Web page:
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/ What do you love about your home?
Definitely my lamps. Most of them were found at flea markets or garage sales and I was very lucky to have found some true gems. I can’t resist a beautiful lamp for a good price, so I've ended up having way more lamps than actual space for them all.

Then there’s the atmosphere and vibe of the apartment. The big floor-to-ceiling windows ensure it’s quite bright and if I am sitting in my study with the windows open to the Römerberg, I do get the feeling of working in a café.

This summer, Eintracht Frankfurt, the local football club, won the German Football Cup after 30 years. The winning team came to the Römerberg to celebrate with their fans and the atmosphere was electrifying. The entire square was jam-packed with people that had waited hours for the team to arrive and when they finally did, emotions reached fever pitch. It's hard to put the emotions of those hours into words—it was a very unique experience and being able to witness it straight out of my living room was quite unbelivable.

The original linoleum floor might not be the most obvious answer to this question, but I've come to love it. It adds a lot of color where you usually don’t expect it and it supports the authentic mid-century charm of the apartment.

And last but not least, the art I've collected over the years. It just makes me happy to see these pieces and I never tire of looking at them.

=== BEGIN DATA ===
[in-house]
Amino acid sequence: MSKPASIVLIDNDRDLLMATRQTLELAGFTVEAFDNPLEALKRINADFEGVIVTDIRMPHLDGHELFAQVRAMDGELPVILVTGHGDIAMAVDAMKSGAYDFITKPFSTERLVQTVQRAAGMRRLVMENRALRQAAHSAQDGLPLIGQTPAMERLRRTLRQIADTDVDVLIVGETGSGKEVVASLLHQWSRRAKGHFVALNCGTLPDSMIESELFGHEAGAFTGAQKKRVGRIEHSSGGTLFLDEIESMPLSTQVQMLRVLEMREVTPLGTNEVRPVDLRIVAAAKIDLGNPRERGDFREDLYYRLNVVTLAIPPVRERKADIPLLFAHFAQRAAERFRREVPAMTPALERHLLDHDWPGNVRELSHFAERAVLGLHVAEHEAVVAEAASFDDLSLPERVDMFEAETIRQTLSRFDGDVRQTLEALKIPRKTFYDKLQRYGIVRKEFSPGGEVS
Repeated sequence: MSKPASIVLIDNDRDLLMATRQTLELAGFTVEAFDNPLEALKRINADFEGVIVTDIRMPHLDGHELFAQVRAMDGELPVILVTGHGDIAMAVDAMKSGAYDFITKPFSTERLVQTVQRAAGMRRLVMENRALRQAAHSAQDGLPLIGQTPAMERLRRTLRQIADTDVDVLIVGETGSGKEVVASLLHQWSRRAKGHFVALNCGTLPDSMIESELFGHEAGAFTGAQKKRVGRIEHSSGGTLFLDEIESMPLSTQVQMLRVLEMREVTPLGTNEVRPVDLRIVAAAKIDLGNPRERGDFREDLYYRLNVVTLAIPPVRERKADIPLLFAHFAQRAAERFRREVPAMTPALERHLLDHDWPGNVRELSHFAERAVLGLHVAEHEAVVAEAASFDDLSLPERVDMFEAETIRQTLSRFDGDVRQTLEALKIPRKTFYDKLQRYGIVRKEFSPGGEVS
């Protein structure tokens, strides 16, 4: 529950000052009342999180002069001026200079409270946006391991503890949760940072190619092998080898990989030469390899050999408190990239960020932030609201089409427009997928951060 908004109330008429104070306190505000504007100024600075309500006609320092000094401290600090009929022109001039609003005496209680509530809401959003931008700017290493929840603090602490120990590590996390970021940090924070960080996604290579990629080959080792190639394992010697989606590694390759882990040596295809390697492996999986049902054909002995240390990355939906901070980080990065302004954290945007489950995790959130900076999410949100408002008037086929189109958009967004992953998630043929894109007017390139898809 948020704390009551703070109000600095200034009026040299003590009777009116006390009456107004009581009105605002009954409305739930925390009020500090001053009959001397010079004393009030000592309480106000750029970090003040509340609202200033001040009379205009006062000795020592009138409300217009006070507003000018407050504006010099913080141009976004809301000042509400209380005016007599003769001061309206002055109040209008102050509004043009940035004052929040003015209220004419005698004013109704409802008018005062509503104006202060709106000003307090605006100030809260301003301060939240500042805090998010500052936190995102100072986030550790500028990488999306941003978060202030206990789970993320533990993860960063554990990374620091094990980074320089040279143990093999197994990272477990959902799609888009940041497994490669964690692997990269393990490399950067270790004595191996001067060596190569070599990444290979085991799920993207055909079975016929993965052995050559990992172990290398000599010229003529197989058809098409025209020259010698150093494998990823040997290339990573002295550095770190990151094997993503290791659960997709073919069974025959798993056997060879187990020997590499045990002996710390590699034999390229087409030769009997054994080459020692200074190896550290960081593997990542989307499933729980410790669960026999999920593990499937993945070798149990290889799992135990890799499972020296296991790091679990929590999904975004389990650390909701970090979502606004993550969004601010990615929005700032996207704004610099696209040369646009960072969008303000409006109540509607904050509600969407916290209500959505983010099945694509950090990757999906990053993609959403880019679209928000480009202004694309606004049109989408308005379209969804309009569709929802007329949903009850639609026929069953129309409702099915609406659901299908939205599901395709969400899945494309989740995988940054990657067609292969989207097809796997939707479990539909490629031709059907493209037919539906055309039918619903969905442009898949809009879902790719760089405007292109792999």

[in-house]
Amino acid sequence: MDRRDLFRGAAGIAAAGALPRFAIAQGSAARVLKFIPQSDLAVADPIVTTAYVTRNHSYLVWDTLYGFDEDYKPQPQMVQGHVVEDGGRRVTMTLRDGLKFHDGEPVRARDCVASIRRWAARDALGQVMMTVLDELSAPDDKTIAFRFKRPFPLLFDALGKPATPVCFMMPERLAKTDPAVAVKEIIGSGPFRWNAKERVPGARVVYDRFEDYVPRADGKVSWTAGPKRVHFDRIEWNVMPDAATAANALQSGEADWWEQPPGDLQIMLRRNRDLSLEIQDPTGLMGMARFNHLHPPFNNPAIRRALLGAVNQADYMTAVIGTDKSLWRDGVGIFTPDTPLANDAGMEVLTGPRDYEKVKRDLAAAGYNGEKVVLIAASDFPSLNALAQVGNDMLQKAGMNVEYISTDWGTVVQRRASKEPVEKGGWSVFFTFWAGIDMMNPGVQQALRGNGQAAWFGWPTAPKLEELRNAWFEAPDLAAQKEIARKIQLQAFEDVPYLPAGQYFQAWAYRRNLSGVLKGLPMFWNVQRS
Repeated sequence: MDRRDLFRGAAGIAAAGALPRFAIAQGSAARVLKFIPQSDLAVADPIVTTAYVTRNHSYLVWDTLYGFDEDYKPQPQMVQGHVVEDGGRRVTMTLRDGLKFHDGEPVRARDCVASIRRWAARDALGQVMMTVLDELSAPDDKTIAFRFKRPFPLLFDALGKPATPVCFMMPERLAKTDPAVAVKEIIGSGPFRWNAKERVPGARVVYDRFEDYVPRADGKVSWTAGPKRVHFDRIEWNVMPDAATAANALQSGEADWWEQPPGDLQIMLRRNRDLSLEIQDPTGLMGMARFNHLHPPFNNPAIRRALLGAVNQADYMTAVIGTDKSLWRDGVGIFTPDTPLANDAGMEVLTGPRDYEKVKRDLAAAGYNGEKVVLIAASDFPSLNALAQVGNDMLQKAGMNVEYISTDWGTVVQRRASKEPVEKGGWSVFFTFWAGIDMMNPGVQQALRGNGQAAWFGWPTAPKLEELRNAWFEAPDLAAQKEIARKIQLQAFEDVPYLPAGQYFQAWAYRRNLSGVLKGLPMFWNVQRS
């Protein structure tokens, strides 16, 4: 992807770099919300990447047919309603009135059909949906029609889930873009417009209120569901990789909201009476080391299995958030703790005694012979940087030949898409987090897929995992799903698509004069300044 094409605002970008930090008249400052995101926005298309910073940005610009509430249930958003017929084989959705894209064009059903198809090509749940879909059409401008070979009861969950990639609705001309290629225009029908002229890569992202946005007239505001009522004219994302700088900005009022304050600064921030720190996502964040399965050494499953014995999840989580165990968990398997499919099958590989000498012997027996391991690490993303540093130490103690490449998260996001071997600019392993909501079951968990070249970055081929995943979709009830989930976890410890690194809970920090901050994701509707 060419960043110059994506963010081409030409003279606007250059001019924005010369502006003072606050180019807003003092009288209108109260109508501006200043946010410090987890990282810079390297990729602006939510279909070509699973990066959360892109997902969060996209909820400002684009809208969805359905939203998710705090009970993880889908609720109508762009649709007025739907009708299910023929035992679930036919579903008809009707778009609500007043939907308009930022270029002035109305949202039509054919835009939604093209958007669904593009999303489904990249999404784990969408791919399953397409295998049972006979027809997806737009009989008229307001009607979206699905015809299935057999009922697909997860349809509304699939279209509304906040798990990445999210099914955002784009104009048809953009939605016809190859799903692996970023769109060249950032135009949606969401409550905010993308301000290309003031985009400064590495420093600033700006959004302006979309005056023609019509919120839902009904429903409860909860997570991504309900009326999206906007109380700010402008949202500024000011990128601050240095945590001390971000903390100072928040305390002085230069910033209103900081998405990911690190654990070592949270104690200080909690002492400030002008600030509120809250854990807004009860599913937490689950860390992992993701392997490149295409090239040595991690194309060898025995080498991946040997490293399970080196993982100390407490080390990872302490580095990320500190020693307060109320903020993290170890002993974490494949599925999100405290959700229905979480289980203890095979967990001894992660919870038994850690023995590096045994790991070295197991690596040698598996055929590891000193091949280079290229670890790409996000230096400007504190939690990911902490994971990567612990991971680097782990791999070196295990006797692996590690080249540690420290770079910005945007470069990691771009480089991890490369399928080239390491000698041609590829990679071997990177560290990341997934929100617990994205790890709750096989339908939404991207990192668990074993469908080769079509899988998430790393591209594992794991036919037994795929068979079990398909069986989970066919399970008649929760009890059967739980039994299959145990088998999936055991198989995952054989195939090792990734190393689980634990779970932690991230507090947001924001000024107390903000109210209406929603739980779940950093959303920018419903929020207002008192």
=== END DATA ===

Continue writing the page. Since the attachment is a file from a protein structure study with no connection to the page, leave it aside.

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 / What is your favourite thing to do at home?
I like working from home, especially when I'm working on my own projects. With nice music as accompaniment, breaking for a nap when I feel like it, plenty of lunch places around the neighbourhood—what more can you ask for?

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When I can find the time, I love making music. In 2016 I saw DJ Koze in Barcelona and was deeply impressed. For me, that was almost a spiritual experience. It was also when I realised I need to make music myself.

Also, I love having friends over: For a couple of gin and tonics or a huge Italian dinner. These are my favourite ways of spending the evenings. The more the merrier—if I put my two tables together I can host up to 16 people. That’s quite an event!

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Thank you so much Ingo!

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Photographs by the lovely Sonja SoYung Schwarz

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More home tours, including an artist's loft and an oasis in the midst of nature.